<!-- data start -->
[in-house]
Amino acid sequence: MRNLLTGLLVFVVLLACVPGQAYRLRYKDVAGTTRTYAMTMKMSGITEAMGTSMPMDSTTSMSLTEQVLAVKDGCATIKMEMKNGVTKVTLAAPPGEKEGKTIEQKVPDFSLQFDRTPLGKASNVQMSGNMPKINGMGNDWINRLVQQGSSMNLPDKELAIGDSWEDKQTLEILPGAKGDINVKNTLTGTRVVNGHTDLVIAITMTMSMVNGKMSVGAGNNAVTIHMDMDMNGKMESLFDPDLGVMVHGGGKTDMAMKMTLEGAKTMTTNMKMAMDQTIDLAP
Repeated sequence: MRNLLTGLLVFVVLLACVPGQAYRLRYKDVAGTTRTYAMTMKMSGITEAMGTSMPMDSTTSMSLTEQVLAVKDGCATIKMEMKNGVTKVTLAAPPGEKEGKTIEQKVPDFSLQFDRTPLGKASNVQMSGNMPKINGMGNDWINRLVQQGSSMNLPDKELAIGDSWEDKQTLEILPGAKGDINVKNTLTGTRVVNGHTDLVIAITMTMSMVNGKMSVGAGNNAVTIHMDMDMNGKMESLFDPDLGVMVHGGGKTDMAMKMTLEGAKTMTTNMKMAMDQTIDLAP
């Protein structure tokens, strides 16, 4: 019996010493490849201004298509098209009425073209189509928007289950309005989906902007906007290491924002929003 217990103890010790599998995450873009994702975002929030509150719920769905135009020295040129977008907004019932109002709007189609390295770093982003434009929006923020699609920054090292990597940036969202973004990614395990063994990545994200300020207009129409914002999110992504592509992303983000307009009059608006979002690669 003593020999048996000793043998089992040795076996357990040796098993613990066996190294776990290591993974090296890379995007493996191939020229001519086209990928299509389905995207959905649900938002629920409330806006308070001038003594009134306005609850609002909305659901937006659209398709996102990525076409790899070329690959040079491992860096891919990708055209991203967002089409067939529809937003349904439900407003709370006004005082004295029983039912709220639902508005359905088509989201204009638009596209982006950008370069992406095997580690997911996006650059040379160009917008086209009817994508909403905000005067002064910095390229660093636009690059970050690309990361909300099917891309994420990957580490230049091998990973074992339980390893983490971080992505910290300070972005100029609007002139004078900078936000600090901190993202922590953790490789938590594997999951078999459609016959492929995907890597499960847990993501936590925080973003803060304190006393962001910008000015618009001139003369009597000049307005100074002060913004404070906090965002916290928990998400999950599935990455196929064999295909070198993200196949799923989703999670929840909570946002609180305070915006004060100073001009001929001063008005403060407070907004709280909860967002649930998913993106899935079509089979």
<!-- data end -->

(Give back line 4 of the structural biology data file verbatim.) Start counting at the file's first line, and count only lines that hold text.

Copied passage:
């Protein structure tokens, strides 16, 4: 019996010493490849201004298509098209009425073209189509928007289950309005989906902007906007290491924002929003 217990103890010790599998995450873009994702975002929030509150719920769905135009020295040129977008907004019932109002709007189609390295770093982003434009929006923020699609920054090292990597940036969202973004990614395990063994990545994200300020207009129409914002999110992504592509992303983000307009009059608006979002690669 003593020999048996000793043998089992040795076996357990040796098993613990066996190294776990290591993974090296890379995007493996191939020229001519086209990928299509389905995207959905649900938002629920409330806006308070001038003594009134306005609850609002909305659901937006659209398709996102990525076409790899070329690959040079491992860096891919990708055209991203967002089409067939529809937003349904439900407003709370006004005082004295029983039912709220639902508005359905088509989201204009638009596209982006950008370069992406095997580690997911996006650059040379160009917008086209009817994508909403905000005067002064910095390229660093636009690059970050690309990361909300099917891309994420990957580490230049091998990973074992339980390893983490971080992505910290300070972005100029609007002139004078900078936000600090901190993202922590953790490789938590594997999951078999459609016959492929995907890597499960847990993501936590925080973003803060304190006393962001910008000015618009001139003369009597000049307005100074002060913004404070906090965002916290928990998400999950599935990455196929064999295909070198993200196949799923989703999670929840909570946002609180305070915006004060100073001009001929001063008005403060407070907004709280909860967002649930998913993106899935079509089979």